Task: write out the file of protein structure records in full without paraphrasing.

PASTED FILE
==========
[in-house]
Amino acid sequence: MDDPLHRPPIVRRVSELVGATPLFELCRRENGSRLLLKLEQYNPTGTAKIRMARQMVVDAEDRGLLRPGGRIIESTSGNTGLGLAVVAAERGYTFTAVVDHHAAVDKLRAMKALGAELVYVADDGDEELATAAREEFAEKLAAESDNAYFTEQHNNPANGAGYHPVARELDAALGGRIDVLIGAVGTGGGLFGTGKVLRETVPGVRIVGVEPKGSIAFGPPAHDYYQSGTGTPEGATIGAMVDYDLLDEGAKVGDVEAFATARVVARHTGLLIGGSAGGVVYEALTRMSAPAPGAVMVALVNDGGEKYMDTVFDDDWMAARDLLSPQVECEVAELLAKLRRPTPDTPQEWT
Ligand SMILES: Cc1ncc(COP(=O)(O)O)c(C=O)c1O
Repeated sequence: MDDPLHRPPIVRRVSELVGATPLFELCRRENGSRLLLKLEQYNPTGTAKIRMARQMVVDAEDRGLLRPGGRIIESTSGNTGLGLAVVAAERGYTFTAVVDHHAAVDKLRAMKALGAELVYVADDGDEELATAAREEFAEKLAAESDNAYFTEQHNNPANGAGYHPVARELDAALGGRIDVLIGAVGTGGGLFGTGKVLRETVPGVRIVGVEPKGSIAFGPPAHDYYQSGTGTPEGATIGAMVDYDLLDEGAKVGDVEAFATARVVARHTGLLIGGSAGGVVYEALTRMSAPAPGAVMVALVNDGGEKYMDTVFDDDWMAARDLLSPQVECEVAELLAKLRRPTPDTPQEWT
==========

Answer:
[in-house]
Amino acid sequence: MDDPLHRPPIVRRVSELVGATPLFELCRRENGSRLLLKLEQYNPTGTAKIRMARQMVVDAEDRGLLRPGGRIIESTSGNTGLGLAVVAAERGYTFTAVVDHHAAVDKLRAMKALGAELVYVADDGDEELATAAREEFAEKLAAESDNAYFTEQHNNPANGAGYHPVARELDAALGGRIDVLIGAVGTGGGLFGTGKVLRETVPGVRIVGVEPKGSIAFGPPAHDYYQSGTGTPEGATIGAMVDYDLLDEGAKVGDVEAFATARVVARHTGLLIGGSAGGVVYEALTRMSAPAPGAVMVALVNDGGEKYMDTVFDDDWMAARDLLSPQVECEVAELLAKLRRPTPDTPQEWT
Ligand SMILES: Cc1ncc(COP(=O)(O)O)c(C=O)c1O
Repeated sequence: MDDPLHRPPIVRRVSELVGATPLFELCRRENGSRLLLKLEQYNPTGTAKIRMARQMVVDAEDRGLLRPGGRIIESTSGNTGLGLAVVAAERGYTFTAVVDHHAAVDKLRAMKALGAELVYVADDGDEELATAAREEFAEKLAAESDNAYFTEQHNNPANGAGYHPVARELDAALGGRIDVLIGAVGTGGGLFGTGKVLRETVPGVRIVGVEPKGSIAFGPPAHDYYQSGTGTPEGATIGAMVDYDLLDEGAKVGDVEAFATARVVARHTGLLIGGSAGGVVYEALTRMSAPAPGAVMVALVNDGGEKYMDTVFDDDWMAARDLLSPQVECEVAELLAKLRRPTPDTPQEWT